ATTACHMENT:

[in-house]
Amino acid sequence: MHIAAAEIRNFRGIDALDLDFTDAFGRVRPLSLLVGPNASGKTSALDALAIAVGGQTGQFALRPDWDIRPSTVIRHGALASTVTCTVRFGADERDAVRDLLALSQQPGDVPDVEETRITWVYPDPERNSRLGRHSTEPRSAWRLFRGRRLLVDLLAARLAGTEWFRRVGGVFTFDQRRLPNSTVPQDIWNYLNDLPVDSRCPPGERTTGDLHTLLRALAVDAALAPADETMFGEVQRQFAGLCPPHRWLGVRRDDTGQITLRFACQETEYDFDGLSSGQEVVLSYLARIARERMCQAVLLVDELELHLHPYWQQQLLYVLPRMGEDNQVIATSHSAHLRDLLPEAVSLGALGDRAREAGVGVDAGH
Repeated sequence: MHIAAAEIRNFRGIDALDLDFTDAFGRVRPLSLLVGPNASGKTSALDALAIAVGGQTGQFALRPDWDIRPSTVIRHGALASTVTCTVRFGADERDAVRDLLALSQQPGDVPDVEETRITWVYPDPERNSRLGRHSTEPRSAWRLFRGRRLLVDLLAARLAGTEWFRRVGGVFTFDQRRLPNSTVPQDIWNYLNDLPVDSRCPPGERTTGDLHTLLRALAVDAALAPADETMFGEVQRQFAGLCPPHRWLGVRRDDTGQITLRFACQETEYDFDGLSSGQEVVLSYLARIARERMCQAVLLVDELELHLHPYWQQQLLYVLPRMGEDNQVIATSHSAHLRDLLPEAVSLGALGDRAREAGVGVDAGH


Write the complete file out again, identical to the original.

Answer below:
[in-house]
Amino acid sequence: MHIAAAEIRNFRGIDALDLDFTDAFGRVRPLSLLVGPNASGKTSALDALAIAVGGQTGQFALRPDWDIRPSTVIRHGALASTVTCTVRFGADERDAVRDLLALSQQPGDVPDVEETRITWVYPDPERNSRLGRHSTEPRSAWRLFRGRRLLVDLLAARLAGTEWFRRVGGVFTFDQRRLPNSTVPQDIWNYLNDLPVDSRCPPGERTTGDLHTLLRALAVDAALAPADETMFGEVQRQFAGLCPPHRWLGVRRDDTGQITLRFACQETEYDFDGLSSGQEVVLSYLARIARERMCQAVLLVDELELHLHPYWQQQLLYVLPRMGEDNQVIATSHSAHLRDLLPEAVSLGALGDRAREAGVGVDAGH
Repeated sequence: MHIAAAEIRNFRGIDALDLDFTDAFGRVRPLSLLVGPNASGKTSALDALAIAVGGQTGQFALRPDWDIRPSTVIRHGALASTVTCTVRFGADERDAVRDLLALSQQPGDVPDVEETRITWVYPDPERNSRLGRHSTEPRSAWRLFRGRRLLVDLLAARLAGTEWFRRVGGVFTFDQRRLPNSTVPQDIWNYLNDLPVDSRCPPGERTTGDLHTLLRALAVDAALAPADETMFGEVQRQFAGLCPPHRWLGVRRDDTGQITLRFACQETEYDFDGLSSGQEVVLSYLARIARERMCQAVLLVDELELHLHPYWQQQLLYVLPRMGEDNQVIATSHSAHLRDLLPEAVSLGALGDRAREAGVGVDAGH